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How to Sell Your Marketing Ideas Like an FBI Negotiator

So you’ve got a marketing idea.

But you need help to execute it. Or a colleague is actively campaigning against your idea. Or everyone is ignoring you.

Having the idea is only half the battle. Now you’ve got to convince other folks it’s the right way to go in order to make it happen.

Lucky for you, there are a few simple steps you can take to better sell marketing ideas. Today, we’ll take a look at a few tactics employed by one of the world’s best FBI hostage negotiators, the CEO of The Black Swan Group Ltd, and co-author of the book, Never Split the Difference, Chris Voss, that will help you convince others your idea is their idea. And that makes for a whole bunch of happy campers.

Discover the top negotiation techniques for selling marketing ideas:

1. Use mirroring

Mirroring is repeating something the other person says in a genuinely curious tone, and then being quiet, allowing them to expand on their thought. It’s easiest to begin by mirroring only their last few words.

Them: “I’m going to send the email to the whole list.”

You: “The whole list?”

By showing interest, the other person will feel heard and provide valuable information for you to build upon.

Use mirroring by repeating words the other person is using (start by saying the last part of their sentence with genuine curiosity), to better sell your marketing ideas. Click To Tweet

2. Use labeling

Labeling is taking your observations about how someone is feeling or acting and “tagging” them with it by stating it out loud. Always start with something like, “It seems like…” and never use “I think…”. Then state the feeling. After that give them time to respond by being quiet.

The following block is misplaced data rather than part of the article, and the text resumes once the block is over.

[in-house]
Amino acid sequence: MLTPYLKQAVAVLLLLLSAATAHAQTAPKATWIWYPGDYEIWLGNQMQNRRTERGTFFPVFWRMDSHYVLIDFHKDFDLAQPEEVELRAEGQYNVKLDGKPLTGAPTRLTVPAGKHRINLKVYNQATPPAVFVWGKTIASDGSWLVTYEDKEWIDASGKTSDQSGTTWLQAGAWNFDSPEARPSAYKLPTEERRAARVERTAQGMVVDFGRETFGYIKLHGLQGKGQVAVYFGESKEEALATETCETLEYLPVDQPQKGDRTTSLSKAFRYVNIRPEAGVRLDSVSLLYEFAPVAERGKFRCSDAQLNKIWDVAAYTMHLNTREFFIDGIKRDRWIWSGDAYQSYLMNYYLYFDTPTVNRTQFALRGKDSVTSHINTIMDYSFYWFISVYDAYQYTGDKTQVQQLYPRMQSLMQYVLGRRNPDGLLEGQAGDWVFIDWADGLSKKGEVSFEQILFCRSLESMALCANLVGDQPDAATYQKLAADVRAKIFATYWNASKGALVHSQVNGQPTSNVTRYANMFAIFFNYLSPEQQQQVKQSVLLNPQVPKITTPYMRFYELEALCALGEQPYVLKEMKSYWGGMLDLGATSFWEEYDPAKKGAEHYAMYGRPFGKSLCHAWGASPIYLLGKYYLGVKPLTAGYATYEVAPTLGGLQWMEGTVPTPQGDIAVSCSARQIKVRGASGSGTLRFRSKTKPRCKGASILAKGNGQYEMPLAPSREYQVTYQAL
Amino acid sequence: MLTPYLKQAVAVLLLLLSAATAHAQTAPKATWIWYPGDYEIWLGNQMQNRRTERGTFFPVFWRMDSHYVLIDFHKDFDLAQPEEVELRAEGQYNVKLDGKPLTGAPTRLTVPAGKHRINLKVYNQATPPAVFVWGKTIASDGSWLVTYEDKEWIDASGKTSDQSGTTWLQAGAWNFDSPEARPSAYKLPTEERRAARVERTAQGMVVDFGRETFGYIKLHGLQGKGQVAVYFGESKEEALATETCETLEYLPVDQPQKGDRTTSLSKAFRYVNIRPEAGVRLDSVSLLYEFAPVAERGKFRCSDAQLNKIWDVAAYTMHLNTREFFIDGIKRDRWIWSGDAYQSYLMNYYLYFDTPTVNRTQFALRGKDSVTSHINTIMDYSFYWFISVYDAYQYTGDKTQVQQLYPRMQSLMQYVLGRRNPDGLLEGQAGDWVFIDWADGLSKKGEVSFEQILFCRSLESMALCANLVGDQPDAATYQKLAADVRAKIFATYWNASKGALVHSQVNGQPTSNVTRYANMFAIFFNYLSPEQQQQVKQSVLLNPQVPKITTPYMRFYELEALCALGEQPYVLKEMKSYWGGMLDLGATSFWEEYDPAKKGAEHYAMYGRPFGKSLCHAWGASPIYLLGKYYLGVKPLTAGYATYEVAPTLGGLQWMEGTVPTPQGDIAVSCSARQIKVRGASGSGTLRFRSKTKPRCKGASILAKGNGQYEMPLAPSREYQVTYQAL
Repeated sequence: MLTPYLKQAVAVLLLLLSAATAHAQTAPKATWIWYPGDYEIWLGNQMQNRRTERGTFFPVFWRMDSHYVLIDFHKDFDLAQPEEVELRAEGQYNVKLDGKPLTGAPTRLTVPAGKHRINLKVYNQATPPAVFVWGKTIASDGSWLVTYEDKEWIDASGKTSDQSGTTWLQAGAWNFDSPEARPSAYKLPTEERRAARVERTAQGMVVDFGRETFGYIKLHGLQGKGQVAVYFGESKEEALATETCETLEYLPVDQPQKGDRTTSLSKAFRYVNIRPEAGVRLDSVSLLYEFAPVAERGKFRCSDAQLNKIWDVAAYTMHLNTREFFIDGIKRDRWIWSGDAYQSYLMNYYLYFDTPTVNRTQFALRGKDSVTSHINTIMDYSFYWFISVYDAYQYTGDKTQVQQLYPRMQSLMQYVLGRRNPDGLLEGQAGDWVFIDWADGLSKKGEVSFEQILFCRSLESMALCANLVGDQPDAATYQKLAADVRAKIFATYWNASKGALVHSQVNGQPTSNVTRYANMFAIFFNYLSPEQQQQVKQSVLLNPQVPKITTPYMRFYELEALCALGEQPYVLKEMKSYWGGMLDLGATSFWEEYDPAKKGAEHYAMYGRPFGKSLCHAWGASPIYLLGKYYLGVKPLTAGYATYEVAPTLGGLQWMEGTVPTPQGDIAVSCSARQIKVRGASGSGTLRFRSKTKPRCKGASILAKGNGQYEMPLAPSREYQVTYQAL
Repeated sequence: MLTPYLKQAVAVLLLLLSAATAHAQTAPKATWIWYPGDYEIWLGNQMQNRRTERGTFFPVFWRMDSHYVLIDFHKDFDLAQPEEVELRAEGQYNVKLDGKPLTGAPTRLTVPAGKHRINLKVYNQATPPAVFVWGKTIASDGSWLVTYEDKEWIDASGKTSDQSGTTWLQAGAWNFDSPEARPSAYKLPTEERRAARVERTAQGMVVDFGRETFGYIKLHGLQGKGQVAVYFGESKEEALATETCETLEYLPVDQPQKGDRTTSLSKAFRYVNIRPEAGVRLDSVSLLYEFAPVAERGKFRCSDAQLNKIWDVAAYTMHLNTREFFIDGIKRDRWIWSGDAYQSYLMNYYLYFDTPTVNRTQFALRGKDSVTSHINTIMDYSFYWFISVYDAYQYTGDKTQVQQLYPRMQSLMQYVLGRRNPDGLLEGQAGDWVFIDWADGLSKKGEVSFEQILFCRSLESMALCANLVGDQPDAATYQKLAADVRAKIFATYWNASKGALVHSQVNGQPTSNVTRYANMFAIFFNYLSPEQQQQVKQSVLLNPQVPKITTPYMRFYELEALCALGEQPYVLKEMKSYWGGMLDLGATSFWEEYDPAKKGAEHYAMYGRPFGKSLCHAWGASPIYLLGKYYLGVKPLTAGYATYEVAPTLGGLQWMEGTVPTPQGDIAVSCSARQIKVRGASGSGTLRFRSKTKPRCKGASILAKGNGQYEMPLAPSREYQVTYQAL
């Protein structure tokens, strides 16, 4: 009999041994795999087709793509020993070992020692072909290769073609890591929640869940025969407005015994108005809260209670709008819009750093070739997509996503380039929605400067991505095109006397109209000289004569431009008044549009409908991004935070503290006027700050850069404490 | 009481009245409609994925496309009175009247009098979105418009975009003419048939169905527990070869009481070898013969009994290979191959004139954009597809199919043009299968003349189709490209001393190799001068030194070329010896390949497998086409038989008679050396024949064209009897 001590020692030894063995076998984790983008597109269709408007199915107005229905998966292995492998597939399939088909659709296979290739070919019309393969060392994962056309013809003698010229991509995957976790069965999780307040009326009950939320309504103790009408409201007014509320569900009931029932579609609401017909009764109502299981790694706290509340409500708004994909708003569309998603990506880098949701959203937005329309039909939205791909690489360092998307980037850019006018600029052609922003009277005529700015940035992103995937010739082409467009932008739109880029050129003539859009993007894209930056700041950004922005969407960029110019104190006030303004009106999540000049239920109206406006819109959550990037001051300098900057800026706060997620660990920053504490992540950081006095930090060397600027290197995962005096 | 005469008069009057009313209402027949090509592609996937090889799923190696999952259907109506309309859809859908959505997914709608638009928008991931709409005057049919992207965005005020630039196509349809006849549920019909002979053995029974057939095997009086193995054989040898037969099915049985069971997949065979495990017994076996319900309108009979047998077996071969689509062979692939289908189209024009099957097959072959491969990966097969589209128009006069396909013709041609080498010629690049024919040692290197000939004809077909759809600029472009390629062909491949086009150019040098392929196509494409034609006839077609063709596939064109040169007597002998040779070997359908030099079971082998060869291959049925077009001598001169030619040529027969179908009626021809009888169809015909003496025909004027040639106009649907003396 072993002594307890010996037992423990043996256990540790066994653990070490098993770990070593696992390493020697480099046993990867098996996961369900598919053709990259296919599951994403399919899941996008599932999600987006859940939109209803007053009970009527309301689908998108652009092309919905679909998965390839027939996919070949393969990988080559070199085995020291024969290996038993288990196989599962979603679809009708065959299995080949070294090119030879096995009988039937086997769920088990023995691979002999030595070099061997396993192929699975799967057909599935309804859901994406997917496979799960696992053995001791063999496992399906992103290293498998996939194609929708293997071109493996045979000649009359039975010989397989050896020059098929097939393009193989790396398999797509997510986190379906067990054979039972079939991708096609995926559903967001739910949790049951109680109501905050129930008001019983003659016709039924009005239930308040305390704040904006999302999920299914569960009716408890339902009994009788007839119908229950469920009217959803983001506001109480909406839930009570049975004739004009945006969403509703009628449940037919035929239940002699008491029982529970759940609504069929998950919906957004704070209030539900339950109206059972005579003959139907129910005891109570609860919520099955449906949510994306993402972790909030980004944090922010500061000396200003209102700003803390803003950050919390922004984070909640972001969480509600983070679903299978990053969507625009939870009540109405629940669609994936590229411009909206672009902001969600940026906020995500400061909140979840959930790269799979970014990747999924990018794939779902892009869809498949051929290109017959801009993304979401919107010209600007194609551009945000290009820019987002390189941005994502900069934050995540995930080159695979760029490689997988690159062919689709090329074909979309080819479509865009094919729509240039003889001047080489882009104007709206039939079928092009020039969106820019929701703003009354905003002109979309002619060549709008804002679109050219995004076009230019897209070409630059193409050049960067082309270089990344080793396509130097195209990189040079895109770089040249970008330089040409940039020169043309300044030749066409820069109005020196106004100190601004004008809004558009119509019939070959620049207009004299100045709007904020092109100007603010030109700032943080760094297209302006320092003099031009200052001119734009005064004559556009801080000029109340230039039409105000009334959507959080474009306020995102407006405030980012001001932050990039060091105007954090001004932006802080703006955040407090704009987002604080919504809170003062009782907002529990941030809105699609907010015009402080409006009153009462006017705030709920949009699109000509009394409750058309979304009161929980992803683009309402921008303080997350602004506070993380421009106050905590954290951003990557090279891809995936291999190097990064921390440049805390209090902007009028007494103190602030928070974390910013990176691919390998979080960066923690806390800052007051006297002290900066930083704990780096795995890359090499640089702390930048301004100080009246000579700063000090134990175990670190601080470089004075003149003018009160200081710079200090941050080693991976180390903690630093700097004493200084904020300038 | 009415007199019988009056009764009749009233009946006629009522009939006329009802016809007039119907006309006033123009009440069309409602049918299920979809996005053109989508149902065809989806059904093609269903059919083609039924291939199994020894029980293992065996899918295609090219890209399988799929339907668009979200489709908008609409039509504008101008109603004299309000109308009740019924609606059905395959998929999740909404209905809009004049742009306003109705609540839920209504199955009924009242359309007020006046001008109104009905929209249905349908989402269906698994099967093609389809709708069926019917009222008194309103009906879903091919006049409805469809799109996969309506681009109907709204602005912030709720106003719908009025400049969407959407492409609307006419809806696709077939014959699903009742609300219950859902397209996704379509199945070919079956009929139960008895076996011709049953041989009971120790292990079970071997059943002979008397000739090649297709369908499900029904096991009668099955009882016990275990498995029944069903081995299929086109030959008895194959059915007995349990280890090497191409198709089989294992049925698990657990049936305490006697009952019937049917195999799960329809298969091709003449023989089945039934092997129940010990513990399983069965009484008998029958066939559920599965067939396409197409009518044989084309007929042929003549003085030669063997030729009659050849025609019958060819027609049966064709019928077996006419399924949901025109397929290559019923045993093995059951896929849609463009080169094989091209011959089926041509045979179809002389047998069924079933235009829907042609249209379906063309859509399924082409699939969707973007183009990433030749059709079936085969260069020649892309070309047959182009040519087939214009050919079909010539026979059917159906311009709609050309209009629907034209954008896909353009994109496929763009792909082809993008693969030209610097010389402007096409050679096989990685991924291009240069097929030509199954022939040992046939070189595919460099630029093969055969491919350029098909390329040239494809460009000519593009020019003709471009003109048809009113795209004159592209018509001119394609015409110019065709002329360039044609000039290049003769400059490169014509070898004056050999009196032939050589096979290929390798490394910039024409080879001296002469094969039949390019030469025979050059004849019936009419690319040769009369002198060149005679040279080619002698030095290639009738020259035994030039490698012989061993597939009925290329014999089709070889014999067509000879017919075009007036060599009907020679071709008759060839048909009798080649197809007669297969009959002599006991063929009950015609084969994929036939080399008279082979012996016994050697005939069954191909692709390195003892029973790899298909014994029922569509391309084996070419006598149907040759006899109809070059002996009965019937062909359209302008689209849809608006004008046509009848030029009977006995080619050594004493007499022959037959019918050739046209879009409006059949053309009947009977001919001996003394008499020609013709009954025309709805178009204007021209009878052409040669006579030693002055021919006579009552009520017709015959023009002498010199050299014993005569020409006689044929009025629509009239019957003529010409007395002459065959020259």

Them: “I have to send to the whole list right now.”

You: “It seems like you might feel rushed…”

3. Show progress

There are very few true deadlines that aren’t self-created. Mostly when people institute deadlines what they’re looking for is simply progress. So, show progress by explaining what has been done or what you will do first. This can help de-stress the situation.

4. Get them to say “no”

Due to the law of reciprocity, when people give you something, they expect for you to give them something back. And, people feel more in control when they say no. So, rather than trying to get a “yes” from someone, get agreement by using a “no”. That way they have committed to something but don’t feel the negative impact of the weight of a yes.

You: “Would it be crazy to finish that email by tomorrow?” or “Would it be too much to ask to finish that email by tomorrow?”

5. Don’t use “why?”

Because when most of us were younger we did something wrong and an authority figure such as our parents asked us why we did it, we generally have negative connotations towards “why?”. It puts us on the defensive since it feels accusatory. So, use “how?” or “what?” whenever possible, in place of “why?”.

You: “What led you to send the email?”

6. Let them solve the problem for you

If someone wants you to do something, ask them how. Asking how to do something is a great way to push the problem back onto the original requester. And, because you’re implementing their idea, they’re going to be more likely to appreciate the result.

Them: “Hey you – send the email.”

You: “How am I supposed to do that?”

Sell marketing ideas smartly

Now you’re ready to negotiate like a bo$$ and sell that latest marketing idea. Up next, find out what the best outreach emails have in common.

Would it be too crazy to ask you to send a $5 tip to my Venmo tip jar because this article gave you a new negotiation technique to use? @megsterr.

Or to my Paypal:

By Megan Mitzel

I'm the wearer of overalls behind the marketing advice website Marketing Overalls. I'm also a senior marketing director with more than ten years of experience leading acquisition and lifecycle marketing at successful startups. Before that, I got a business degree at UNC-Chapel Hill. Before that, I owned a seashell shop. And that's the tea on me.